|Youth volunteers tend to young trees in the Can Gio mangrove forests in HCM City. Urgent measures are needed to conserve mangrove forests, which have been rapidly disappearing, experts warn. — VNA/VNS Photo Trang Duong
CA MAU (VNS) — Urgent measures are needed to conserve mangrove forests, which have been rapidly disappearing in the past few decades, experts said at a forum organised in Ca Mau Province last Friday.
Mangrove forests develop in shallow water, such as in gulfs and estuaries sheltered by capes, narrow straits or along coasts protected by archipelagos.
Although they account for a small part of Viet Nam's forests, they provide an important role in the preservation and protection of coastal and estuarine regions, habitat provision, storm protection, erosion control and carbon sequestration, said Phan Huy Thong, director of the National Agriculture Extension Centre.
Mangrove forests are present in 20 provinces and cities in the country, mostly in the south, and have diverse species, Thong told participants at a forum organised by the centre and the Ca Mau Province Department of Agriculture and Rural Development.
Mangroves in 1943 covered 408,500ha but due to aquaculture and urban development, the country has lost nearly 60 per cent of its mangrove forest over the last 70 years, to only 166,000ha now, he said.
"Coastal erosion and higher levels of sea water caused by climate change have contributed to mangrove forest reduction," said Nhu Van Ky, an expert of the Viet Nam Administration of Forestry's Department of Forest Development.
In addition, poor management as well as a lack of co-ordination among relevant agencies are to blame.
Also, localities have no policies to encourage residents as well as local communities to take part in mangrove protection, he said.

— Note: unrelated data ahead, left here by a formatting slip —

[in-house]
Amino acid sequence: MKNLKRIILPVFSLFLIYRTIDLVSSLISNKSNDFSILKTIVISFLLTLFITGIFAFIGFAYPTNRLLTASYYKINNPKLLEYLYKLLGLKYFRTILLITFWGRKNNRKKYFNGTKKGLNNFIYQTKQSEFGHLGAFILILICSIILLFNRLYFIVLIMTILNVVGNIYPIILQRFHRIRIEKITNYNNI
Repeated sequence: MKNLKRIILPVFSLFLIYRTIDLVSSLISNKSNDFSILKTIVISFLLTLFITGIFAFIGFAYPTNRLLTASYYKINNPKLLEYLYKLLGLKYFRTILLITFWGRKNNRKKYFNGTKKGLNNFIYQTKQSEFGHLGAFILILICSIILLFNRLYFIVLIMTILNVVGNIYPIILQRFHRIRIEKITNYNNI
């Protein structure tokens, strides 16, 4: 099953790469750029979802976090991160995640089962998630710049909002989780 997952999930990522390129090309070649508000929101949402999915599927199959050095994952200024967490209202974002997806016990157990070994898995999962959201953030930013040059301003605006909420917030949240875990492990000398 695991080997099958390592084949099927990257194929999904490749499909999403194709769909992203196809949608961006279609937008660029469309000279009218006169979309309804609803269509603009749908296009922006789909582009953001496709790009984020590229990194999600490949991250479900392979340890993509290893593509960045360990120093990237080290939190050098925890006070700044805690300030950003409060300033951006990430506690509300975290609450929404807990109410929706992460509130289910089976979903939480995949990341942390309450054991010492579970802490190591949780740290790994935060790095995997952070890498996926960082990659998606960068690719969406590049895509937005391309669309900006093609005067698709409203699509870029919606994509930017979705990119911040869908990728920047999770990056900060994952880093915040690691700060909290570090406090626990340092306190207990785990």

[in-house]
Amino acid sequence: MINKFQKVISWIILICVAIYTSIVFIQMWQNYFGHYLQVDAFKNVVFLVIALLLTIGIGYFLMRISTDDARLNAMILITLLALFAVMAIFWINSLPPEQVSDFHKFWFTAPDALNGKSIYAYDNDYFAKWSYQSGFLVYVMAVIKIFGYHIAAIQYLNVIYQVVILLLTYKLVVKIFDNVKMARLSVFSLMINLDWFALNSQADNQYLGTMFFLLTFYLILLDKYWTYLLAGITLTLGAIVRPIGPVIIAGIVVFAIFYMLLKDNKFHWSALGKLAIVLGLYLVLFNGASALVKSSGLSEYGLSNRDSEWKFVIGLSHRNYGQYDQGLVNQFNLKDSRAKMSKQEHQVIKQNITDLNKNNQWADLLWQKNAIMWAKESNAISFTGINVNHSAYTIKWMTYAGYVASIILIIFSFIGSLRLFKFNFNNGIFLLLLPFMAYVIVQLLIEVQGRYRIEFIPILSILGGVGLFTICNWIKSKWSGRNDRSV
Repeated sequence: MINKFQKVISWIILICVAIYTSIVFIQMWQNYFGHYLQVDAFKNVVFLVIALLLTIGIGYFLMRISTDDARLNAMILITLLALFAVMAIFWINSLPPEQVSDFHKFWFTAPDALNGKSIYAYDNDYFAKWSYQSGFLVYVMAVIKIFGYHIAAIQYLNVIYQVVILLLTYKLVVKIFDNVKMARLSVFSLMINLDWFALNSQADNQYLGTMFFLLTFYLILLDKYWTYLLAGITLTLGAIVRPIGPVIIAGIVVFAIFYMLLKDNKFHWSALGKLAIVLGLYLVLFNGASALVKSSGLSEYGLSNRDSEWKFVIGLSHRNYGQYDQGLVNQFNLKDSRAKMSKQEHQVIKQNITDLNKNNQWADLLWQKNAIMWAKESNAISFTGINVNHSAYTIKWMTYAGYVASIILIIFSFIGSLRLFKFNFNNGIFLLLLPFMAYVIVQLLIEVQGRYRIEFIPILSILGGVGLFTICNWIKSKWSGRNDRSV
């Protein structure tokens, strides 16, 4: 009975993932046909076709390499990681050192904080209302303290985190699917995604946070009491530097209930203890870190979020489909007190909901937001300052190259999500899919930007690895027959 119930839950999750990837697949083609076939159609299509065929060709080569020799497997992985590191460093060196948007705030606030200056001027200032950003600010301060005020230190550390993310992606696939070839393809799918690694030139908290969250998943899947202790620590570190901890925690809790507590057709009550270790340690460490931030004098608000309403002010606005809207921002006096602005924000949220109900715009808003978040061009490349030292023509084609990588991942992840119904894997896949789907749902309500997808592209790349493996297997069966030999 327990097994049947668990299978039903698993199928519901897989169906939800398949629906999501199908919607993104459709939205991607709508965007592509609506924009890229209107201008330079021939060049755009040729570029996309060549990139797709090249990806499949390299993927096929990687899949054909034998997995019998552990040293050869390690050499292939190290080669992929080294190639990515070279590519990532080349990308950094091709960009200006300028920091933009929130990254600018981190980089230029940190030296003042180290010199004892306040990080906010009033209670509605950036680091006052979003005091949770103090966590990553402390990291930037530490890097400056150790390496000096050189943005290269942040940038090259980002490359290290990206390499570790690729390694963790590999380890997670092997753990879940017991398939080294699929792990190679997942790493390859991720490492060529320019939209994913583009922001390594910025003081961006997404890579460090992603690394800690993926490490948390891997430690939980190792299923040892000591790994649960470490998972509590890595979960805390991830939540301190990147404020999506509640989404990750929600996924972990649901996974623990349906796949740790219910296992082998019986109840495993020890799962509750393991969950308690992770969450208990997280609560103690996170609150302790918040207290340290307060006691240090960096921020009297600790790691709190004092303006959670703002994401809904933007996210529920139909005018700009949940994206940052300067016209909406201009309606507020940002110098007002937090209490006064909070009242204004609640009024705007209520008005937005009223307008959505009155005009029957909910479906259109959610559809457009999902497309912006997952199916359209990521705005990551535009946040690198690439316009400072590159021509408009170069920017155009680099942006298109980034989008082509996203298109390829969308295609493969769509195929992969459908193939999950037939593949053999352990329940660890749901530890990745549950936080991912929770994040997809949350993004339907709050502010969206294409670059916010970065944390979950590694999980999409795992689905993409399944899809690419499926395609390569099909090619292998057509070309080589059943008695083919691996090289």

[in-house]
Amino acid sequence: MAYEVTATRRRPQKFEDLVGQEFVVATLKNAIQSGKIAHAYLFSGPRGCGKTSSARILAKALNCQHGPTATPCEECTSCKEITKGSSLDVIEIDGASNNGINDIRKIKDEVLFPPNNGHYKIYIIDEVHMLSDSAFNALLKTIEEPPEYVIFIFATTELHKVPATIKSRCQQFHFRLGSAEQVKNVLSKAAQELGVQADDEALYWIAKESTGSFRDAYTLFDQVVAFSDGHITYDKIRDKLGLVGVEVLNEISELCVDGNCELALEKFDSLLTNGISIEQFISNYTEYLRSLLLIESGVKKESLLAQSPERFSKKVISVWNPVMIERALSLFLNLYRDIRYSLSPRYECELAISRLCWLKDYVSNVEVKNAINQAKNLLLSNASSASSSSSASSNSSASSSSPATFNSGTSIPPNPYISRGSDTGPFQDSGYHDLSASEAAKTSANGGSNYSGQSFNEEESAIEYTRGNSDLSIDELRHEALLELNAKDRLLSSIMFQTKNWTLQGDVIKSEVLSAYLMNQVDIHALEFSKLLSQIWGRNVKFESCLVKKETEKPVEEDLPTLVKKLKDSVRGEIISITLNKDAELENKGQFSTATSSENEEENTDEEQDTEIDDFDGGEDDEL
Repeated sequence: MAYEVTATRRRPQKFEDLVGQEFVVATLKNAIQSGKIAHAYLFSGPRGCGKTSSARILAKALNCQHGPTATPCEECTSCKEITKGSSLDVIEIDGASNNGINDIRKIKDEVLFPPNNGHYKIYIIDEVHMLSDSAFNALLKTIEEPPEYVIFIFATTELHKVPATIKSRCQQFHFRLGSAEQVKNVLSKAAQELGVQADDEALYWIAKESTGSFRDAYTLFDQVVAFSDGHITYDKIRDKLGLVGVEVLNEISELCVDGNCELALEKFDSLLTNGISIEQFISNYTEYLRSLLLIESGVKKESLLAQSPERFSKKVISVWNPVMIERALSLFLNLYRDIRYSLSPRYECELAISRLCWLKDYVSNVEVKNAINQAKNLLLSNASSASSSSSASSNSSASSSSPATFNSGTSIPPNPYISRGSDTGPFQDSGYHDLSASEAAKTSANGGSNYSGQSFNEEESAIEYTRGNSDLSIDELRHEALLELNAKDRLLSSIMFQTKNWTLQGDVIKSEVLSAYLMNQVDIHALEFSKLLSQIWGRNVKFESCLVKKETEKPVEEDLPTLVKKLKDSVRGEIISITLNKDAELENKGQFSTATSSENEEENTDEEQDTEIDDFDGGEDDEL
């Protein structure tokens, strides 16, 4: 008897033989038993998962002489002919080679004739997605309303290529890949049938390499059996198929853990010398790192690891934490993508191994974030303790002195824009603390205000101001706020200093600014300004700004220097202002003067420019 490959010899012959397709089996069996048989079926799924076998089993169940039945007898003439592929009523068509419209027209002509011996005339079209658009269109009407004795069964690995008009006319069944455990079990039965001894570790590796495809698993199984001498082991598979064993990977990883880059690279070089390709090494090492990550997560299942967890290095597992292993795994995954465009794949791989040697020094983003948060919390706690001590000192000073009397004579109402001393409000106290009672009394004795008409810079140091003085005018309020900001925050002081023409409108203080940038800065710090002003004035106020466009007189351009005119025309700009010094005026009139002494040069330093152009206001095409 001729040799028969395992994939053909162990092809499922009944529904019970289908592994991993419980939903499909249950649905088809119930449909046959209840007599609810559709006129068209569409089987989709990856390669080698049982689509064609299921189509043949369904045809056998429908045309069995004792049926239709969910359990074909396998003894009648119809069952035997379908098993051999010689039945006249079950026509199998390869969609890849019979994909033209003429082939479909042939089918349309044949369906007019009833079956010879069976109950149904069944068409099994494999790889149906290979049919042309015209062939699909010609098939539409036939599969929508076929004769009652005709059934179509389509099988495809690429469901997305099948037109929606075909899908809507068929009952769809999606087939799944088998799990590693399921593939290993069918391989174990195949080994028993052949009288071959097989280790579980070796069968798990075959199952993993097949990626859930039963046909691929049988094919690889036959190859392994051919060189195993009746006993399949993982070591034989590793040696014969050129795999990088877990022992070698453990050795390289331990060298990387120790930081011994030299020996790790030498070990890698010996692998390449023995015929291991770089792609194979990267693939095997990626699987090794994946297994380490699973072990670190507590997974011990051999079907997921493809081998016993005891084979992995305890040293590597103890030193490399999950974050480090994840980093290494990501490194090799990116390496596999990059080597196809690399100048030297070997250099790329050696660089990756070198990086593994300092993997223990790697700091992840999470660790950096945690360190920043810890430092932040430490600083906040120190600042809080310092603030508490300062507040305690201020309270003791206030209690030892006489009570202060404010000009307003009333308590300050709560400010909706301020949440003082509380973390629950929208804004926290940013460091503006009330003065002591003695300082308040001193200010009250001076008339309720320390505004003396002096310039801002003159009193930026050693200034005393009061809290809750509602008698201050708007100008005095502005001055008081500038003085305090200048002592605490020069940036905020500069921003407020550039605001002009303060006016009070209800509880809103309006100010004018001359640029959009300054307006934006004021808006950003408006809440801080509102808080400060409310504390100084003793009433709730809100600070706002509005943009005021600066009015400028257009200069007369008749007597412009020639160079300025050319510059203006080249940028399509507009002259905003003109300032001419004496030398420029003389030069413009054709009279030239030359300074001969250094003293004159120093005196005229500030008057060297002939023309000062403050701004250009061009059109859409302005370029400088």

Tran Thanh Cao, vice director of the Forest Science Institute of South Viet Nam, said: "Besides technical measures, such as applying GIS (Geography Information System) to collect, store and monitor forest, local authorities should have measures to replant mangroves, with afforestation techniques suited to different areas."
Forest sanitation, including moving out fallen trees, was also needed to improve forest quality, he said.
In its forestry development strategy to cope with climate change, the country plans to have 330,000ha of mangrove and coastal protective forests by 2015 and 500,000ha by 2020, Thong said.
"To realise the targets, comprehensive measures must be applied, from re-zoning plans for mangrove forests to new policies related to plantation, protection, and development of mangrove forests," he said.
Local governments and agencies must work to raise awareness among residents about the importance of protection of mangrove forests, he said.
They should also be taught correct exploitation techniques that contribute to the sustainability of the forest.
Close linkages between enterprises and communities in the forest should be developed so that businesses ensure outlets for forest products, he added.
Currently, many farmers earn a good income from breeding shrimp and crab and bees under the forest shadow, Thong said, adding that localities should conduct research studies to expand these successful models to raise residents' incomes, thus limiting deforestation.
Tran Van Thuc, deputy director of Ca Mau Province Department of Agriculture and Rural Development, which has the largest forest area in the country with 72,909ha, said the province would complete allocation of forest land as well as the granting of forest land-use rights to organisations and households so they can invest long-term in forestry production.
The province is also calling on all economic sectors to invest in mangrove protection and development, as well as processing and consumption of forest products, he said.
With wise management, the rich resources that the mangrove ecosystem offers could be of great assistance to the development of livelihoods for local communities, participants at the forum said. — VNS